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Rongai locals accuse SGR contractor of altering road design

Sunday January 13 2019


This image taken on January 12, 2019 shows the bridge constructed in Olooltepesi sub-location, Kajiado County, to aid the Standard Gauge Railway. PHOTO | FRANCIS NDERITU | NATION MEDIA GROUP  

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Residents of a village in Ongata Rongai, Kajiado County, have accused the Chinese contractor of Phase 2A of the Standard Gauge Railway (SGR) of illegally altering the designs of a major road in the area.

In a letter dated January 7, 2019, the Oloosirkon Residents Association (ORA) petitions the managing director of the Kenya Railways Corporation “to urgently intervene and stop the intentions of the SGR contractor to permanently block and alter the design and nature of the Ongata Rongai-Kitengela Road (the Greater Southern bypass).”

The association claims that the original design of the SGR route had provided for the construction of an overhead bridge (at point DK12-035) — which is near Tuala trading centre — for the SGR, across the road.

“Instead of following this important provision, the contractor has decided, without any consultation with the community to build a permanent 12-metre high concrete embankment across the road, thereby completely blocking and altering the nature of the road,” ORA said in a letter signed by their chairman Mr Awori Achoki and Mr Philip Kulangash, who signed on behalf of the local community.


To alter the design of the road, ORA claims in their petition that the contractor created a sharp right angle diversion one kilometre from Tuala town into two five metre-wide tunnels.


“The road emerges from the tunnel into another sharp right angle turn to the left — 10 metres from the tunnel. The hazard posed by these reckless design provisions is unimaginable,” the letter says.

They further complained that the SGR contractor — China Communications Construction Company (CCCC) — had made significant modifications in to the nature of the road, including reducing the width from the original 25 metres to 10 metres.

“Vehicles entering the tunnel from either direction are not visible to the driver until one is inside the tunnel. The sharp angle turn does not allow for gradual safe manoeuvring by large vehicles such as lorries and buses into the tunnel,” the letter claims.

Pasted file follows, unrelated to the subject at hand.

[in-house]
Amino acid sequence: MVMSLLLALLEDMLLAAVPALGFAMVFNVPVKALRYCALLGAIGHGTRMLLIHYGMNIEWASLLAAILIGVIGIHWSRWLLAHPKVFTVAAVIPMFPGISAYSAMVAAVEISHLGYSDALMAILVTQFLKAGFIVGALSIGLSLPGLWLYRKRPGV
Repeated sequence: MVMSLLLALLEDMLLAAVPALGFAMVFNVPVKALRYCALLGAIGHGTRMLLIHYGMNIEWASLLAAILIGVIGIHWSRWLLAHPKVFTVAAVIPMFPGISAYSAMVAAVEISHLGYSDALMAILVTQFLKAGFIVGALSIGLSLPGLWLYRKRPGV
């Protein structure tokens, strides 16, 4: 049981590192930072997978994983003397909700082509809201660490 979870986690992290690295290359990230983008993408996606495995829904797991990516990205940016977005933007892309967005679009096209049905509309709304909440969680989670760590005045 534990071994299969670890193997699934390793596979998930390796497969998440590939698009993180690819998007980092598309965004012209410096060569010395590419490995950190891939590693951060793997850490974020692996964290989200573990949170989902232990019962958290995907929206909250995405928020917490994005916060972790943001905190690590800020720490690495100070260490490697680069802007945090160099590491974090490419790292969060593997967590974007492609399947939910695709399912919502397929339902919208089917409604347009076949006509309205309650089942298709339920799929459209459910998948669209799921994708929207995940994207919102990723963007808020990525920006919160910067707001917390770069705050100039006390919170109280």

The road is the only major link between Ongata Rongai and Kitengela towns and is a key component of the Nairobi metropolitan Transport Authority’s plan to decongest Nairobi city.

The ministry of Transport and Infrastructure tendered for the tarmacking of the road in 2017.

The residents are now demanding that the SGR contractor stops work at the affected sections until their concerns are addressed as well as other emerging issues of public interest.

“We demand to know why a major public road has been diverted into private land at a great cost to the public while adequate land for its expansion and development had been reserved by the government,” the ORA letter says.

Two-day efforts to get comment from the Kenya Railways Corporation Acting Managing Director Philip Mainga were not successful as he did not answer our calls or answer the text messages we sent to his mobile phone.


Mr Luka Kimeli, the acting director-general of the Kenya Rural Roads Authority, (KeRRA) said, in a text message, “I will need to confirm whether the road is a county road or national government road before providing a response.”

The concerns raised by the residents of Oloosirkon, unless handled expeditiously, could further delay the completion of Phase 2A of the SGR project, which runs from Nairobi to Naivasha.

In a press statement sent to newsrooms on Friday, Mr Mainga said that construction work on the 120-kilometre route is 88 percent complete and is scheduled to be completed by May 30, 2019 and will be officially launched the following day.

The project experienced delays over acquisition of land. To date a total of Sh17.6 billion has been used to compensate land owners affected by the project.

“I want to assure Kenyans that they will begin enjoying our train services, both passenger and freight from Mombasa to Mai Mahiu from June 1, 2019,” said Mr Mainga.


Work on the Nairobi-Naivasha section of the SGR began in January 2017 at a cost of Sh150 billion.

The first phase from Mombasa to Nairobi was completed in June 2017 at a cost of Sh327 billion.

Majority of the funding for the project has come from the Exim Bank of China. Phase 2B of the project from Naivasha to Kisumu will cost Sh350 billion, the bulk of which is expected to be financed through loans from the same lender.